Spider Labs LTD. v. John Doe

Filing 28

ORDER. Doe's motion to quash the subpoena (ECF No. 1 ) to Charter is GRANTED. By Judge Raymond P. Moore on April 28, 2021. (rvill, )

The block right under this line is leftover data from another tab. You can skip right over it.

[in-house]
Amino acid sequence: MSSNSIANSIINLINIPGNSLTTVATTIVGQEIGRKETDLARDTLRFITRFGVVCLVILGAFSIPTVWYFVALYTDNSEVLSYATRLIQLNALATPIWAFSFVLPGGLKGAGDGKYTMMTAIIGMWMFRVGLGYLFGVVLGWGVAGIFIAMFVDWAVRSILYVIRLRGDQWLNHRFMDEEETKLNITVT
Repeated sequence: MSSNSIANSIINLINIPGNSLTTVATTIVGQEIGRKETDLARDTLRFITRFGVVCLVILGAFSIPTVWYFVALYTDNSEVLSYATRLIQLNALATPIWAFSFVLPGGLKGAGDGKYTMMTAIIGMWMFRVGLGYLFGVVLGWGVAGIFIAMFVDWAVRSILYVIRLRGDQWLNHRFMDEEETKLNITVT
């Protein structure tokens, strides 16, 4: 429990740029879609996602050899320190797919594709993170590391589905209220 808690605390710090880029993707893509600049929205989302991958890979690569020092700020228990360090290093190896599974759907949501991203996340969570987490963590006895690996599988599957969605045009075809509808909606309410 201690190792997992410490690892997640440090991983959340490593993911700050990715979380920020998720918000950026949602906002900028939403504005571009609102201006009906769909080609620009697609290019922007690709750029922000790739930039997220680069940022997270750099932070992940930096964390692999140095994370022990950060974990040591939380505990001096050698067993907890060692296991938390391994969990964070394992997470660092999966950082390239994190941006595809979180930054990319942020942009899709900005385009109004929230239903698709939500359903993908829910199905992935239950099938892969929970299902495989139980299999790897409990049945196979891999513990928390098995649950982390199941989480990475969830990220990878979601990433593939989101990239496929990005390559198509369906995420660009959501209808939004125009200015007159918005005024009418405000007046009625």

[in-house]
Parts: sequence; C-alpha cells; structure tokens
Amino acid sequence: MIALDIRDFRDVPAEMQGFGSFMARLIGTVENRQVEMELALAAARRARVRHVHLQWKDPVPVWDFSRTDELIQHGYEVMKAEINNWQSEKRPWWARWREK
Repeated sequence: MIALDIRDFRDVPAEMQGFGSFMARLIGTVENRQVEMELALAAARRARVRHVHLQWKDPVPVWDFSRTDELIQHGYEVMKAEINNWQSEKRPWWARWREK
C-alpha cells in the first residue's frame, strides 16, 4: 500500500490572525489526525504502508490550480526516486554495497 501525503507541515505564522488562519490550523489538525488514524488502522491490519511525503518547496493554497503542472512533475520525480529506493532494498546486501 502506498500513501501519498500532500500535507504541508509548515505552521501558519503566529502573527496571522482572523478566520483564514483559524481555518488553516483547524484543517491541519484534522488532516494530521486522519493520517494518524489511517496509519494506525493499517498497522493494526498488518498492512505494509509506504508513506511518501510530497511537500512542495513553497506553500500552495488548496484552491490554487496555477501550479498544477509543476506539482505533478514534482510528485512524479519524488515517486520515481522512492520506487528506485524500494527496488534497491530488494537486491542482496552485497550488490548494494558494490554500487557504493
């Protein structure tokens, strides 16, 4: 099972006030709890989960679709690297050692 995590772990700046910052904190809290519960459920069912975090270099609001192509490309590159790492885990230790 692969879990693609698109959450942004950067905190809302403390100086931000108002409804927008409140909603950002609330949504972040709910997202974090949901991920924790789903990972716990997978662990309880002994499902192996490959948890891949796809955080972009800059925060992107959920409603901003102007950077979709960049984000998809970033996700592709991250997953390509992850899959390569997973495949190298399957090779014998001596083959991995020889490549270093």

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IN THE UNITED STATES DISTRICT COURT FOR THE DISTRICT OF COLORADO Judge Raymond P. Moore Miscellaneous Case No. 20-mc-00145-RM SPIDER LABS, LTD., Respondent, v. JOHN DOE, Petitioner. ______________________________________________________________________________ ORDER ______________________________________________________________________________ This matter is before the Court on Petitioner John Doe’s (“Doe”) motion to quash the subpoena (ECF No. 1) issued to non-party, Charter Communications, Inc. (“Charter”). Respondent Spider Labs, Ltd. (“Spider Labs”) has filed a response to the motion (ECF No. 12), and Doe has filed a reply (ECF No. 14). The parties have also submitted supplemental briefs further addressing the issues in this matter (ECF Nos. 20, 23, 24, 25); the motion is now ripe for decision. For the reasons stated below, the motion is granted. I. BACKGROUND As it happens, this case is pending in the Southern District of New York, Spider Labs, Ltd. v. Doe, No. 1:20-cv-05457-LAP (S.D.N.Y.). Plaintiff in the underlying case, Spider Labs, provides cybersecurity software designed to protect companies utilizing digital advertising by identifying and reducing digital advertising fraud. (ECF No. 1-1 at 2.) Defendant, Doe, is a computer scientist, fraud fighter, and part-time blogger determined to combat advertising fraud on the world wide web. (ECF No. 11 at 1.) Under perhaps a less conspicuous alias than some assumed by other disguised crime fighters, “Jeff Katzenberg”, Doe emailed several of Spider Labs’ customers attacking the company’s credibility and technology. (ECF No. 1-1 at 2.) Spider labs then sued Doe for (1) defamation, (2) tortious interference with prospective economic advantage, (3) tortious interference with a contractual relationship, and (4) a request for injunctive relief. (ECF No. 1 at 3.) Spider Labs now seeks to unmask Doe. In its effort to do so, Spider Labs subpoenaed Godaddy.com LLC, Google LLC, LinkedIn Corp., and Charter seeking identifying information for the device Doe used to transmit the allegedly defamatory emails. Merely days before the deadline to produce the requested information, Doe moved to quash each subpoena. The other motions to quash have been granted for reasons discussed below. See In re Rule 45 Subpoenas Issued to Google LLC & LinkedIn Corp., No. 20-MC-80141-VKD, 2020 WL 7202818 (N.D. Cal. Dec. 7, 2020) (In re Subpoenas to Google & LinkedIn); Spider Labs Ltd. v. Doe, No. MC20-00039-PHX-SPL, 2020 WL 6262397 (D. Ariz. Oct. 23, 2020). II. LEGAL STANDARD Fed. R. Civ. P. 45 requires a court to quash or modify a subpoena that requires disclosure of privileged or other protected matter (if no exception or waiver applies) or subjects a person to an undue burden. The movant bears the burden of persuasion in a motion to quash a subpoena. Sea Tow Int’l, Inc. v. Pontin, 246 F.R.D. 421, 424 (E.D.N.Y. 2007). Courts in this Circuit “have recognized that civil subpoenas seeking information regarding anonymous speakers raise First Amendment concerns.” Koch Indus., Inc. v. Does, No. 2:10-CV-1275DAK, 2011 WL 1775765, at *10 (D. Utah May 9, 2011) (citation omitted). Thus, “[b]efore authorizing subpoenas seeking to strip speakers of their First Amendment right to anonymity, courts require plaintiffs to make a 2 preliminary showing that their complaint has merit.” Koch Indus., Inc., 2011 WL 1775765, at *10. III. DISCUSSION Doe’s argument has evolved since the filing of his motion, primarily because of the Orders issued in In re Subpoenas to Google & LinkedIn and Spider Labs Ltd. Now, in addition to claiming his First Amendment rights require that the subpoena to Charter be quashed, Doe asserts that his motion should be granted based on the doctrine of collateral estoppel. (ECF No. 20 at 1.) Spider Labs rejects both contentions. First, Spider Labs argues that Doe’s speech falls outside the sanctuary of the First Amendment because (1) it made a showing of a prima facie case for defamation and (2) Doe lacks standing to invoke this constitutional safeguard. (ECF No. 12 at 1-2.) Second, Spider Labs argues that the Court should decline to collaterally estop adjudication of this matter as it did not get a full and fair opportunity to litigate each issue. (ECF No. 23.) The Court will first address the applicability of the collateral estoppel doctrine as that matter alone may be determinative of Doe’s petition to bar the discovery request. A. Collateral Estoppel Collateral estoppel, also referred to as issue preclusion, “prevents a party that has lost the battle over an issue in one lawsuit from relitigating the same issue in another lawsuit” so long as it has been “determined by a valid and final judgment.” Stan Lee Media, Inc. v. Walt Disney Co., 774 F.3d 1292, 1297 (10th Cir. 2014) (quotation and citation omitted). By doing so, the doctrine “aims to promote judicial efficiency, encourage reliance on previously adjudicated matters, and avoid inconsistent rules of decision.” Id. For collateral estoppel to apply, four elements must be met: 3 (1) the issue previously decided is identical with the one presented in the action in question, (2) the prior action has been finally adjudicated on the merits, (3) the party against whom the doctrine is invoked was a party or in privity with a party to the prior adjudication, and (4) the party against whom the doctrine is raised had a full and fair opportunity to litigate the issue in the prior action. Moss v. Kopp, 559 F.3d 1155, 1161 (10th Cir. 2009) (citation omitted). The Prior Cases. On October 23, 2020, the Arizona court granted Doe’s motion to quash Spider Labs’ subpoena to GoDaddy, explaining that Spider Labs failed to make a prima facie showing on each element of its defamation claim.1 Spider Labs Ltd., 2020 WL 6262397, at *2. Applying New York law, the court found that Spider Labs did “not have the evidence to prove whether statements [Doe] made in his emails were false,” and, thus, the most basic element of defamation could not be established. Id. Similarly, on December 7, 2020, the California court granted Doe’s motion to quash Spider Labs’ subpoenas to Google and LinkedIn, in part, because the issue of whether Spider Labs had established a prima facie case for defamation was previously decided by the Arizona court. In re Subpoenas to Google & LinkedIn, 2020 WL 7202818, at *6. The California court explained that the central issue before it and the Arizona court was identical, the same parties had the opportunity to and actually did litigate the issue, and the Arizona court rendered a final order on the merits.2 Id. That, however, did not end the California court’s inquiry as it also considered whether 1 The Arizona court declined to examine Spider Labs’ other claims after finding that it failed to meet all elements of a defamation claim because defamation was “the claim from which all others stem[med].” Spider Labs Ltd., 2020 WL 6262397. 2 Even though the California court found the parties were estopped from relitigating the issue of whether Spider Labs made a prima facie defamation case, it still addressed the merits of that claim because of the “dearth of authority regarding application of the collateral estoppel doctrine in the context of parallel ancillary discovery proceedings.” In re Subpoenas to Google & LinkedIn, 2020 WL 7202818, at *8. After doing so, the California court found Spider Labs failed to present “evidence supporting the first and third elements of its defamation claim.” Id. 4 Doe had standing to invoke First Amendment protection since “[t]he parties did not actually litigate and the District of Arizona did not decide” that issue. Id. at *7. The California court found that Doe had standing, reasoning that based on facts alleged in the complaint, Doe is a U.S. Citizen who resides in New York, and, thus, meets the minimum requirements to avail himself of this constitutional safeguard. Id. To summarize the issues previously decided, (1) the Arizona and California courts held that Spider Labs failed to make a prima facie showing for its defamation claim and (2) the California court held Doe was entitled to invoke First Amendment protections to quash the subpoena. Based on these prior decisions, the Court finds the doctrine of collateral estoppel applies in this matter. First Element. First, the issues previously decided by the Arizona and California courts, that Doe is entitled to First Amendment protection and that Spider Labs failed to present facts sufficient to make a prima facie case for defamation, are identical to the ones presented in this matter. Second Element. Second, when Doe’s motions to quash the subpoenas issued in Arizona and California were granted, the matters were finally adjudicated on the merits. In general, “pretrial discovery orders are not final or immediately appealable.” S.E.C. v. Dowdell, 144 F. App’x 716, 721 (10th Cir. 2005). Nevertheless, “there exist marginal cases falling within a ‘twilight zone’ of finality.” Dowdell, 144 F. App’x at 722 (discussing the finality of a district court’s order denying a motion to quash a non-party subpoena for purposes of appellate jurisdiction) (citation omitted). For example, where the court addressing a miscellaneous discovery proceeding is not the same one in which the main action is being litigated, the only viable manner in which a party “may challenge the district court’s discovery order is through 5 direct appeal.” Id. Thus, a sister district court’s order barring discovery is sufficiently final for purposes of issue preclusion. See Veith v. Pennsylvania, 67 F. App’x 95, 98 (3d Cir. 2003) (explaining that an “order denying the motion [to quash] was ‘a final order’”) (citation omitted). The Arizona court has ruled on Doe’s motion to quash and subsequently denied Spider Labs’ motion for reconsideration. Likewise, the California court has ruled on Doe’s motion to quash. Those proceedings before the Arizona and California courts have ended and the orders issued are sufficiently final for purposes of collateral estoppel. Third Element. Third, the party against whom estoppel is invoked, Spider Labs, was a party in both prior cases. Fourth Element. Fourth, Spider Labs had ample opportunity to litigate the issues before the Court. In considering whether a party had a full and fair opportunity to litigate an issue, courts consider “whether there were significant procedural limitations in the prior proceeding, whether the party had the incentive to litigate fully the issue, or whether effective litigation was limited by the nature or relationship of the parties.” Stan Lee Media, Inc., 774 F.3d at 1297 (citation and quotation omitted). Here, there were no procedural limitations in either of the previous proceedings; Spider labs had copious opportunity to brief the issues, filed a motion for reconsideration in the Arizona case, and participated in oral arguments before the California court. Moreover, the Court discerns no indication that Spider Labs lacked incentive to advocate against Doe’s motions in the Arizona and California courts or that effective litigation was limited by the parties’ relationship. In light of the applicable considerations, Spider labs had a full and fair opportunity to litigate the issues. Therefore, the Court finds the elements for collateral estoppel to apply are met and gives 6 preclusive effect to the Orders rendered in the Arizona and California courts. Accordingly, Spider Labs is collaterally estopped from obtaining the information it seeks from Charter and Doe’s motion must be granted. See Bounkhoun v. Barnes, No. 15-CV-631A, 2020 WL 1526917, at *4 (W.D.N.Y. Mar. 30, 2020) (granting non-parties’ motions to quash subpoenas because an identical discovery request had previously been rejected by a state court); Kwolek v. United States, No. 11-MC-53, 2011 WL 2940984, at *2 (W.D. Pa. July 21, 2011) (finding plaintiff was precluded from relitigating the issue of whether defendant established a prima facie case for enforcement of the summons because another district court had previously decided the issue). B. Attorneys’ Fees The only remaining issue before the Court is whether Doe is entitled to attorneys’ fees for moving to quash the subpoena under Fed. R. Civ. P. 45(d)(1). Pursuant to that provision, a party issuing a subpoena “must take reasonable steps to avoid imposing undue burden or expense on a person subject to the subpoena,” otherwise, the Court can impose an appropriate sanction such as attorney’s fees. Fed. R. Civ. P. 45(d)(1). An award of fees against a party under Rule 45 is punitive and should be limited to circumstances where a party takes actions during litigation that are “‘entirely without color and [have] been asserted wantonly, for purposes of harassment or delay, or for other improper reasons.’” Gen. Steel Domestic Sales, LLC v. Chumley, No. 13-CV00769-MSK-KMT, 2014 WL 3057496, at *2 (D. Colo. July 7, 2014) (quoting Sterling Energy, Ltd. v. Friendly Nat. Bank, 744 F.2d 1433, 1435 (10th Cir.1984)). In support of his request for sanctions, Doe relies on a case concerning similarly aimed subpoenas to the one at issue in this matter, In re Rule 45 Subpoena Issued to Cablevision Sys. Corp. Regarding IP Address, No. 08-347-ARR-MDG, 2010 WL 2219343, at *11 (E.D.N.Y. Feb. 5, 2010) (Cablevision Sys. Corp.). 7 In Cablevision Sys. Corp., the court found sanctions to be warranted after a creditor issued repeated discovery requests to get information it was previously barred from obtaining. 2010 WL 2219343, at *11. There, a month after the creditor’s subpoena of a non-party seeking to discover an anonymous defendant’s identity was quashed, the creditor re-subpoenaed the same party for identical information. Id. The creditor then issued another subpoena, this time to a different non-party, again seeking to discover the defendant’s identity. Id. As one would have thought, the Cablevision Sys. Corp. court found this conduct to be “troubling.” Id. Here, unlike in Cablevision Sys. Corp. where the subpoenaing party made repeated attempts over the course of months to discover the same information a court had previously barred it from obtaining, Spider Labs issued its subpoenas on the same day with no prior knowledge of how its request would be resolved. As a result, the Court finds no indication Spider Labs has acted in bad faith. Accordingly, Doe’s request for attorneys’ fees is denied. IV. CONCLUSION Based on the forgoing, Doe’s motion to quash the subpoena (ECF No. 1) to Charter is GRANTED. DATED this 28th day of April, 2021. BY THE COURT: ____________________________________ RAYMOND P. MOORE United States District Judge 8